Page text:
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Although there has been a buzz around the Internet of Things (IoT) for a few years now, Wi-Fi has been around for much longer. And even though it is older, Wi-Fi seems to have been inherently well designed to support IoT – at least certain vertical segments and their associated applications. From the beginning Wi-Fi has been designed for reasonably low cost and lightweight operation, plug-n-play interoperability and ease of deployment. Essentially it has been designed with connectivity as its primary goal.
Wi-Fi is essentially internet-like in spirit – connectionless and best-effort to a large degree – and therefore seems naturally aligned to meet the needs of IoT. What’s more, even the most evolved Wi-Fi products can be purchased from a retail outlet and installed by the user with minimum fuss.
It’s a widely accepted fact that there will be many access technology contenders for IoT. But you’re not going to find a one-size-fits-all solution given the diversity of applications and access requirements. Cellular is going to play a role for applications that need mobility, high reliability (Quality of Service) and high data rates. Wireless Personal Access Network (WPAN) technologies are being touted for sensor-based applications where very low cost, small real estate and battery lives extending to years are paramount. ZigBee, Bluetooth, Z-Wave and several other technologies compete in this segment.
Wi-Fi fits naturally into the middle segment, where cost, flexibility and power are not “all-consuming” issues. In fact, Wi-Fi works very well for home appliances that are power-tethered. Refrigerators, washing machines and other appliances are already being shipped out with Wi-Fi in them.
Where today’s Wi-Fi tends to struggle slightly is in the low-end sensor segment. Wi-Fi is a power hog, and battery life in the Wi-Fi world is typically counted in hours – not in months or years. But Wi-Fi hasn’t been sitting around idly – incarnations are being proposed that, if commercially viable, should help Wi-Fi compete in the WPAN space.
Passive Wi-Fi is one such development. Researchers at the University of Washington revealed prototypes of this technology in early 2016. Passive Wi-Fi enables lightweight sensor devices to house only baseband operation. A separate radio device, plugged into a power outlet, generates the analog RF signal. A sensor device piggybacks onto this RF signal, modulates it with its data, and reflects the signal back out for Wi-Fi devices to pick up.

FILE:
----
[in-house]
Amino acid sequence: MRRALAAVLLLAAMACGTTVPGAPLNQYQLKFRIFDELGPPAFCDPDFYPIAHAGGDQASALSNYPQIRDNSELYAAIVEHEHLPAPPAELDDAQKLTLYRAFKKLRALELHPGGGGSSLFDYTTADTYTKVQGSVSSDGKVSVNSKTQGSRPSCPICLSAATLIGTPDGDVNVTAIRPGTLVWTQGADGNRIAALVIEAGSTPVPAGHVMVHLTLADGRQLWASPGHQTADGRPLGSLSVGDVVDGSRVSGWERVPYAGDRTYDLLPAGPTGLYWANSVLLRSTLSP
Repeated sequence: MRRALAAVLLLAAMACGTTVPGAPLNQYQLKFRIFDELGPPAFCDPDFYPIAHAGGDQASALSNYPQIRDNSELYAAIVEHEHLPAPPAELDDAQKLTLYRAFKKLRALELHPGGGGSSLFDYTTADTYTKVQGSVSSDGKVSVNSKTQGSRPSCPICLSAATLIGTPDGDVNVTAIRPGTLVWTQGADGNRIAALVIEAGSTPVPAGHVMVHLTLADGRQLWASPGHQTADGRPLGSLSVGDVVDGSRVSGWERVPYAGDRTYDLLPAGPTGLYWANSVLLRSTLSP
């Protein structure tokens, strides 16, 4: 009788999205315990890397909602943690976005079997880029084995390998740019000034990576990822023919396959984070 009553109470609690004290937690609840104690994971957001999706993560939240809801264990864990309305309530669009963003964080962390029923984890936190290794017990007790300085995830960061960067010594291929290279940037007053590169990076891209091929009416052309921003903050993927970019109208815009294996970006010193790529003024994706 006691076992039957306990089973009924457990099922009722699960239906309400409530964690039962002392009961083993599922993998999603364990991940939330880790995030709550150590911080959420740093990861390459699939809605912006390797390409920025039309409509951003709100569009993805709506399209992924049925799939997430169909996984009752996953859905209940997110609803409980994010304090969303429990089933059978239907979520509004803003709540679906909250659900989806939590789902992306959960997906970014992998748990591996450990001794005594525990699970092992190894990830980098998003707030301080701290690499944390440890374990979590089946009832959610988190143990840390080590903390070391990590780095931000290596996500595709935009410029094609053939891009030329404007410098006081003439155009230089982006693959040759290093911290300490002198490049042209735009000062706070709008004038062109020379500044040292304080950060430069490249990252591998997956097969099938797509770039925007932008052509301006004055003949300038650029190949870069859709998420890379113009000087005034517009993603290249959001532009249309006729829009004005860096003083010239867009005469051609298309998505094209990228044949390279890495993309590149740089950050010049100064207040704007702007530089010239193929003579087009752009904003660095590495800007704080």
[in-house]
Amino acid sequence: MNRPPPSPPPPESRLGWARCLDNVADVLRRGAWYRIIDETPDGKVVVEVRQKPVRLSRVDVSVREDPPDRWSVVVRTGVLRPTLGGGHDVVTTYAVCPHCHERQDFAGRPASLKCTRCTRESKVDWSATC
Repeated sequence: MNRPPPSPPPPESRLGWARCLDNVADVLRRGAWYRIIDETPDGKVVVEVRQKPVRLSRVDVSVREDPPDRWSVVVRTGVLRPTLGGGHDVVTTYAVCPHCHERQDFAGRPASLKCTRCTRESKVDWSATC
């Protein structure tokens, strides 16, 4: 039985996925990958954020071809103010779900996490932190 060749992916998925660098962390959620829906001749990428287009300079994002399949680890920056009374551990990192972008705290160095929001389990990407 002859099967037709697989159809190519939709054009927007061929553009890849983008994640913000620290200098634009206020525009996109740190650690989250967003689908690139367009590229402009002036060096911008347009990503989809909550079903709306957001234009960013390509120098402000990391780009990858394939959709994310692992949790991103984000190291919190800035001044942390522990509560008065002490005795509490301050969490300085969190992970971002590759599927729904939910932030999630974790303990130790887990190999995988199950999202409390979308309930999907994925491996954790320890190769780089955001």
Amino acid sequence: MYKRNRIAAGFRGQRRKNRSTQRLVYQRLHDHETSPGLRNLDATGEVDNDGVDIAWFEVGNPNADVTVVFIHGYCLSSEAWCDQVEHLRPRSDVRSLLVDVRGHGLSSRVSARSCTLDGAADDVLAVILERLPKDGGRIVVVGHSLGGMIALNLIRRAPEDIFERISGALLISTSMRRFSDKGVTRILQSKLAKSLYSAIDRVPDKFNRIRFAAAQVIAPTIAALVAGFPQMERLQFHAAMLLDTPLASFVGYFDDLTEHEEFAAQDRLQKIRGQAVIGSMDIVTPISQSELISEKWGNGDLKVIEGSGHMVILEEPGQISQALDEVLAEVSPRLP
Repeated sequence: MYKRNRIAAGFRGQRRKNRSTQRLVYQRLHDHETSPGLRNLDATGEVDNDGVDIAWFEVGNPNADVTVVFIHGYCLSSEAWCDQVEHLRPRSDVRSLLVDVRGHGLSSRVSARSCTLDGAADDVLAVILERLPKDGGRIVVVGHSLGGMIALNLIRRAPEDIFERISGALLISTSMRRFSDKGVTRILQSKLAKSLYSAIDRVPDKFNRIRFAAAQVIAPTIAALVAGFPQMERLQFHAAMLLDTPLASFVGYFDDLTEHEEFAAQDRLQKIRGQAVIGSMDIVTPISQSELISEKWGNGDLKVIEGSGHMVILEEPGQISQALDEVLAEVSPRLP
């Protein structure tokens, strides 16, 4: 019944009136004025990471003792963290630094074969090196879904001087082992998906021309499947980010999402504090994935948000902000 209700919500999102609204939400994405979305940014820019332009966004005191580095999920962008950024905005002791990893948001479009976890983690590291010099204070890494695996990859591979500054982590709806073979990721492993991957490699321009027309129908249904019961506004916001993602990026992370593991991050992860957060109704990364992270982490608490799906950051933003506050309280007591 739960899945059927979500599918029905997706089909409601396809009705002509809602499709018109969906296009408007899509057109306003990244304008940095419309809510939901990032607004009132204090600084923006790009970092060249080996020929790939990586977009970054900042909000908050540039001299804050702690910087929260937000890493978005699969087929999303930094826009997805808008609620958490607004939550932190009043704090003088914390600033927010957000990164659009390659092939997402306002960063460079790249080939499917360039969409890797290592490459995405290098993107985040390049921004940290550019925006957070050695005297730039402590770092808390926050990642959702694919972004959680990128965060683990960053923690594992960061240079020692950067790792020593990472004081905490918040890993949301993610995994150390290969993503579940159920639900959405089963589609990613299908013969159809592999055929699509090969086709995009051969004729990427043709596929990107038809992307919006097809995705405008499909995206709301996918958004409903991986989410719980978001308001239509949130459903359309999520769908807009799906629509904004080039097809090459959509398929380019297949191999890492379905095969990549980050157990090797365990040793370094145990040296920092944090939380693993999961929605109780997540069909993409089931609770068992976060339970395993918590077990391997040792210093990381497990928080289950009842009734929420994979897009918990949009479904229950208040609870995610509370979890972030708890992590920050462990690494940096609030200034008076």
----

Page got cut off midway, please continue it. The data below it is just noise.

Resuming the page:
Essentially the sensor devices behave a bit like passive RFID tags. They avoid having to house power-hungry RF functionality, and are therefore able to reduce power consumption by orders of magnitude. The promise of Passive Wi-Fi is that it will consume 10,000 times less power than standard Wi-Fi. Compared to a technology like Bluetooth Low Energy, it seeks to soak up 1,000 times less power, while promising data rates similar to some of today’s Wi-Fi variants.
Passive Wi-Fi is far from being commercial though. The technology needs to be validated for technical and commercial viability, and has to go through a standardization cycle before it can get into products. How compatible Passive Wi-Fi devices will be with legacy Wi-Fi access points, routers and clients also remains to be seen.
HaLow is another such flavor being developed by the Wi-Fi community, based on the 80211.ah standard. By operating in a lower frequency band (900 MHz), HaLow offers longer-range operation than regular Wi-Fi, penetrates walls better, consumes less power and provides longer battery life, albeit at lower data rates. The Wi-Fi Alliance will likely start certifying HaLow products sometime in 2018, after which HaLow might start making its way into Wi-Fi routers – and eventually, perhaps wristwatches, coffee makers and the like.
By way of being an 802.11 standard, HaLow promises compatibility and interoperability between devices, routers and access points. It’s likely that future Wi-Fi routers will support tri-band operation – in the 900MHz band, as well as the traditional 2.4 and 5 GHz bands.
Of course, all this doesn’t mean Wi-Fi will corner the sensor market – not by any means. The likes of Bluetooth Low Energy and ZigBee aren’t going to sit still, and they will make their own improvements by the time the likes of HaLow and Passive Wi-Fi become product-ready. Whether these Wi-Fi variants become successful in the IoT sphere will depend partly on their speed of standardization and commercialization. The fact that Wi-Fi has been ubiquitous for a while and gives devices ready access to the internet should help, of course.